A Little White Church Advent
Come on an Advent journey and walk the rural roads and snow covered paths with Donna Frischknecht as she shares stories of God’s promises being fulfilled in the most amazing ways. These stories of “Emmanuel”—God with us—were gathered during her time serving as minister in a historic white clapboard church in upstate New York, right on the border of Vermont, from 2007-2013.
On one blustery afternoon as the sun began setting in the sky casting a dusky pink across the fields where the corn stalks had been cut down, I came home to grab a quick bite to eat before heading back to the little white church for our evening Advent Bible study.
I decided to have a supper of crackers and peanut butter so that I could use my limited time at home to set up the Christmas tree that had been waiting for far too long outside, propped patiently against the old stone well of the antique Vermont house my husband and I were now making our home in as newlyweds.
On went my Mucks and out into the snow I trekked to bring in the tree. Once in, off came the Mucks and on went my sneakers as I gingerly made my way down the steep ladder that served as the “stairs” leading into the old root cellar. Down in the cellar, in the dark corners only illuminated by my flashlight, I searched for the tree stand, praying I would not find a critter—fuzzy or slithering—instead.
Once I had everything I needed, I went to work, carefully balancing the tree with one hand as I tightened the screws that would hold the trunk of the tree securely in its place in the tree stand. This would have been a lot easier if I had waited for my husband, but patience admittedly is not one of my virtues. And time was ticking by. I had a lot of other things to get done. In the darkening living room I worked quickly to put the white lights on the tree. Quickly is an understatement as really I threw the lights on with many tangles and knots still tangled and knotted. Then I plugged them in hoping the lights worked as I had forgotten to test them before stringing them on the tree. Never a good idea, but luckily, all the lights shone.
I stepped back and I looked at the tree. It was absolutely beautiful. The lights cast a warm glow against the rustic barn wood of the living room walls and the simplicity of evergreen and white lights, without any ornaments, was dazzling.
Next to the tree was an old wood storage box a woman from the congregation gave me that summer, along with a dry sink she had in her family that she thought would be perfect for our little Vermont home. She was right. It was perfect. The dry sink was now home in our kitchen while the wood storage box now served as a coffee table in our living room. On top of it I placed the wooden stable my father made for me years ago when I was still living in Manhattan.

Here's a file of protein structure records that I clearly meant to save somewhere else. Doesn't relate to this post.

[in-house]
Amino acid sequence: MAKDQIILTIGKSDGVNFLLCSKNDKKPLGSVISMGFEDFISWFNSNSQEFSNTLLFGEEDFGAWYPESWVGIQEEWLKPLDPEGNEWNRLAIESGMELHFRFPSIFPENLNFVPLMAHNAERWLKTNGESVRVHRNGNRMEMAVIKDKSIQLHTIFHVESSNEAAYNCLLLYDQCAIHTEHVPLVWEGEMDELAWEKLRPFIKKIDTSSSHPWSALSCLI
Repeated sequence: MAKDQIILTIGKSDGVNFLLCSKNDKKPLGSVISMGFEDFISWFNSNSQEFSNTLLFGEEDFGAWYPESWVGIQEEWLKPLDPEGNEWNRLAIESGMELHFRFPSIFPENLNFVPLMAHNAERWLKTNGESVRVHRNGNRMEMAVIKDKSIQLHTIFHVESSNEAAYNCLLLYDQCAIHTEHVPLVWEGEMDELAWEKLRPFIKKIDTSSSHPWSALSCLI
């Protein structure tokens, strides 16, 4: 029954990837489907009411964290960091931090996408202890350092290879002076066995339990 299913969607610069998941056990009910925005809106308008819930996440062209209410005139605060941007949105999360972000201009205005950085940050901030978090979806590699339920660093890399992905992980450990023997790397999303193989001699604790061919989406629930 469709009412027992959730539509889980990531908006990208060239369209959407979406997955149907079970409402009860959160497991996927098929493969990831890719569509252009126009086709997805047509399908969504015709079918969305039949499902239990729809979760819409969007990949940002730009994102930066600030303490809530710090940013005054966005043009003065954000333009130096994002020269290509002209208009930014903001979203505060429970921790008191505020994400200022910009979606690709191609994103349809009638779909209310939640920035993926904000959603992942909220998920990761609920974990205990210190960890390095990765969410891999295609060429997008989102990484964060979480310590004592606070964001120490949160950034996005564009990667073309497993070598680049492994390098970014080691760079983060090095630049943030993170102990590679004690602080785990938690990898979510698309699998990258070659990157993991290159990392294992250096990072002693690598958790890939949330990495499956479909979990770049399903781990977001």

The stable was a smaller replica of the one he made that I remembered from my childhood. Both the original and my replica were made from the wood of orange crates, which were then stained a deep rich brown. The stable was still empty, as the nativity figures were not placed in it yet. Next to the stable was an angel standing with arms stretched out. I couldn’t decide if the angel’s arms were stretched out to receive the Christ Child or to proclaim the great news of the Christ Child. Perhaps it was both, I mused.
The lights of the tree shone through the clapboards of the stable, casting much needed light into its darkened corners that awaited the gift of hope—the babe, God’s son. All of a sudden, as I stared into that empty manger aglow with light, the busyness of my day was calmed and my racing thoughts of what I had to do next faded away.
There I stood with the smell of evergreen, the white lights shining and a stable waiting to be filled with the joy of little baby. No tinsel. No ornaments. Not even a star on top of the tree. I stood in the midst of the simplicity of the season experiencing something I very rarely experience this busy time of year. I was experiencing peace.
It was then I realized the peace of Christmas is something we must not wait to come to us. It is something we have to actively seek out and create. It is something we have to choose to bring into our lives by slowing down, saying “no” to too many commitments, and even allowing ourselves the permission, if we want, to simply leave white lights on a tree without the decorations.
For when we embrace the beauty found in the simplicity of undecorated tree, when we pare down all the busyness that we think heralds in the holidays, we discover what “doing” Christmas is really all about: It’s about keeping things simple in our complicated lives so that finally there is room for Christ in our hearts.
Just then my thoughts were interrupted as I heard the dog barking at the back door, greeting my husband home from work. My husband peeked his head in from the kitchen and smiled.
“The tree looks wonderful,” he said, not even noticing there were no decorations on it.
“It does look wonderful. I don’t think we need to do anything else to it, do you?” I said.
“Nope,” he said, not even giving the tree a second look.
I looked at my watch. It was time for me to go. On went my snow boots and off I went to our Advent Bible study at the little white church. I couldn’t wait to get there because I just couldn’t wait to share with those gathered there that night the powerful gift I had received—the gift of peace that came wrapped in simplicity.
In our little Vermont home, Christmas was indeed happening. Room was being made in our lives for Christ.